Rei (polite courtesy): A samurai has no reason to be cruel, and no need to prove his strength. Courtesy distinguishes a samurai from an animal, and reveals one’s true strength.
Meyo (honor): A samurai’s conscience is the judge of her honor. The decisions she makes and how she carries them out are a reflection of her true nature.
Makoto (complete sincerity): When a samurai has said that he shall perform an action, it is as good as done. He need not make promises; speaking and doing are as if the same.
Chugo (duty and loyalty): A samurai feels responsible for his actions and their consequences, and loyal to the people in his care. A samurai’s loyalty to his lord is unquestionable and unquestioning.
A samurai who becomes non-lawful loses his bonus and proficiency with Honour or violates the tenets of bushido cannot gain new levels as a samurai. He retains all his abilities, but his ancestral weapons lose any “awakened” magical abilities. If the samurai returns to lawful alignment, he must atone for his violations (see the atonement spell description in the Player’s Handbook) and redeem his honour in order to restore his weapons to their prior status and continue advancing as a samurai.
At 1st level you gain Performance proficiency (especially for poetry), as well as tool proficiency in Painting Tools and Calligraphy. You may use your Honour ability bonus or Tool proficiency bonus for these skills – whichever is higher. You are also proficient in the Honor saving throw.
You consider shields dishonourable and do not use them.
All samurai begin play with a katana and a wakizashi—two masterwork weapons. These are weapons that belonged to the samurai’s ancestors, and protecting the weapons is an important point of honour for the samurai. As a samurai acquires treasure through adventuring, beginning at 3rd level, he has the option of awakening the supernatural abilities latent in the weapons.
At any time, a samurai may retreat to a temple or shrine and spend time in prayer in order to awaken the ancestral spirits in his katana or wakizashi. (Most samurai improve their katanas and not their wakizashis). This requires a sacrifice of valuable items worth the amount equivalent to the Magical Item Rarity Table of the item per the DMG pg. 135. The samurai must also abide by the level limits listed on the same table.
For example, to turn a katana into a +1 magical weapon it would require the Samurai to be at least level 1 and sacrifice 500 gp worth of coin and/or goods as a +1 weapon is an uncommon weapon. To add the vicious trait to the weapon, a rare magical trait, the samurai would need to be at least 5th level and sacrifice 5,000 gp worth of goods.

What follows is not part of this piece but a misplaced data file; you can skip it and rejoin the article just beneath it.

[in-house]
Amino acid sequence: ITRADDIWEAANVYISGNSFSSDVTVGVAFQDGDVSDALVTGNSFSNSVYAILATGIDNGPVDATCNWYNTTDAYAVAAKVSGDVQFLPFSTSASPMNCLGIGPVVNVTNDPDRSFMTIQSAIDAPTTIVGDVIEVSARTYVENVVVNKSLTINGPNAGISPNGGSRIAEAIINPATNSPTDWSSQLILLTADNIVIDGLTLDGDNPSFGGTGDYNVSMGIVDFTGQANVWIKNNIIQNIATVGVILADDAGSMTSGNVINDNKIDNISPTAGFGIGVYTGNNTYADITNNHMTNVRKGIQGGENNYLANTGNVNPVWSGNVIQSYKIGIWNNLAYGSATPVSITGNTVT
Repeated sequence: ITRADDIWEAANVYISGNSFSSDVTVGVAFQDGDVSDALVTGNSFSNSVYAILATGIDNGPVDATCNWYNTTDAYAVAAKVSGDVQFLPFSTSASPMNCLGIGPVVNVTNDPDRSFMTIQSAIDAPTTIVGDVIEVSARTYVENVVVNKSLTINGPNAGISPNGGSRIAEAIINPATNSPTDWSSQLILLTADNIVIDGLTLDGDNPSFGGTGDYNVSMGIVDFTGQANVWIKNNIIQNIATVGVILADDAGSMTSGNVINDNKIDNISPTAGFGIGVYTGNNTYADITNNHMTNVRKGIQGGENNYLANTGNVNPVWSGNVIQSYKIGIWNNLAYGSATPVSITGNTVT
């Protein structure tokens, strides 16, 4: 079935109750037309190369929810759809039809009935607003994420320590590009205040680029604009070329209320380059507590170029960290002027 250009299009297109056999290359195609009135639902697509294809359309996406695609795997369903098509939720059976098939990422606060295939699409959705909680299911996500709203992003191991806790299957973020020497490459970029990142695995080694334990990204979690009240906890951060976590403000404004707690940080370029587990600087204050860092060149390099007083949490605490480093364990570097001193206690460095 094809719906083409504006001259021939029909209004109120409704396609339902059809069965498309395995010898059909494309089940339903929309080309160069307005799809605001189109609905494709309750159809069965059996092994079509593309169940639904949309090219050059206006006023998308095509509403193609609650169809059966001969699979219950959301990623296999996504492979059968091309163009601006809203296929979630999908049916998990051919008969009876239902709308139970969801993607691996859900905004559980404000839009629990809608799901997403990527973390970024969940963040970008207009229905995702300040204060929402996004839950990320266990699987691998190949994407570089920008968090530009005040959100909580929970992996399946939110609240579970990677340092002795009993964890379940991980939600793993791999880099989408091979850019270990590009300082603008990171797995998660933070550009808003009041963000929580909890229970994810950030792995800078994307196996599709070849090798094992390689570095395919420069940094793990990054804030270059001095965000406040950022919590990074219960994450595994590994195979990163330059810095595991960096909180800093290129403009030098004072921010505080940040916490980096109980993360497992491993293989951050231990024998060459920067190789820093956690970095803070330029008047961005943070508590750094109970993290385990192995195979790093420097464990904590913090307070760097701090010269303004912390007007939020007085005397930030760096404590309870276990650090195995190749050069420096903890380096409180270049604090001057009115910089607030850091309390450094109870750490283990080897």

You may also sacrifice magical weapons in this ritual to transfer the traits to your ancestral daisho.
Before a samurai’s ancestral sword becomes a +1 weapon, it is an ordinary masterwork weapon in every way (non-magical weapons that provide +1 to-hit). Its latent supernatural powers do not cause it to be considered a magic weapon until those powers are awakened.
A samurai who loses his ancestral swords is dishonoured until he can recover them. He cannot enhance any other weapon in this way.
At 3rd level, the samurai gains iaijutsu focus as a class skill.
BLADES OF FURY
Also at 3rd level, when you delay your attack with your ancestral daisho until after your are attacked in the round, you take advantage of the opening and can add a +2 bonus to your attack and damage rolls. In other words, you delay your action until after you are attacked in melee combat. Blades of Fury’s bonus increases to advantage on the attack roll and +5 damage at level 12.
Beginning at 7th leveI, your weapon attacks with the daisho (ancestral katana and wakizaishi) score a critical hit on a roll of 19 or 20.
At 10th level, you can never be surprised and you may add your Honour bonus as additional damage to weapon attacks made with your ancestral daisho.
BLADES OF DEATH
You can the following benefits when wielding your daisho in a certain style:
- When wielding your katana two-handed, you add your Honour modifier to your damage rolls.
- When dual wielding your katana and wakizashi together you may add your Honour modifier as a bonus to your attack roll.
- When wielding your katana one handed you add your Honour modifier to your AC.
MASK OF FEAR
At 15th level, you become immune to fear and inspire fear in your enemies. Enemies within 10 feet of you must make a Wisdom saving throw or become frightened. The DC for this save is 8 + proficiency bonus + Honour bonus.
At 18th level, you gain the ability of the great kiai, or paralysing shout. This power draws upon the character’s ki, exploding in a ferocious, warlike shout. The samurai’s Strength score is raised to 25 for 1 minute and all enemies within 10 feet must succeed at a DC 21 Wisdom save or be stunned for one round.
During this time, if you take damage that reduces you to 0 hit points and doesn’t kill you outright, you can use your reaction to delay falling unconscious, and you can immediately take an extra turn, interrupting the current turn. While great kiai is active taking damage causes death saving throw failures as normal, and three death saving throw failures can still kill you. When the effect of the great kiai expires or the encounter ends (whichever comes first), you fall unconscious if you still have 0 hit points.
The great kiai can be used only once per day.
A masterwork weapon is a finely crafted version of a normal weapon. Wielding it provides a +1 on attack rolls. You can’t add the masterwork quality to a weapon after it is created; it must be crafted as a masterwork weapon. The masterwork quality adds 300 gp to the cost of a normal weapon (or 6 gp to the cost of a single unit of ammunition).
All magic weapons are automatically considered to be of masterwork quality. The bonus granted by the masterwork quality doesn’t stack with the bonus provided by the weapon’s magic.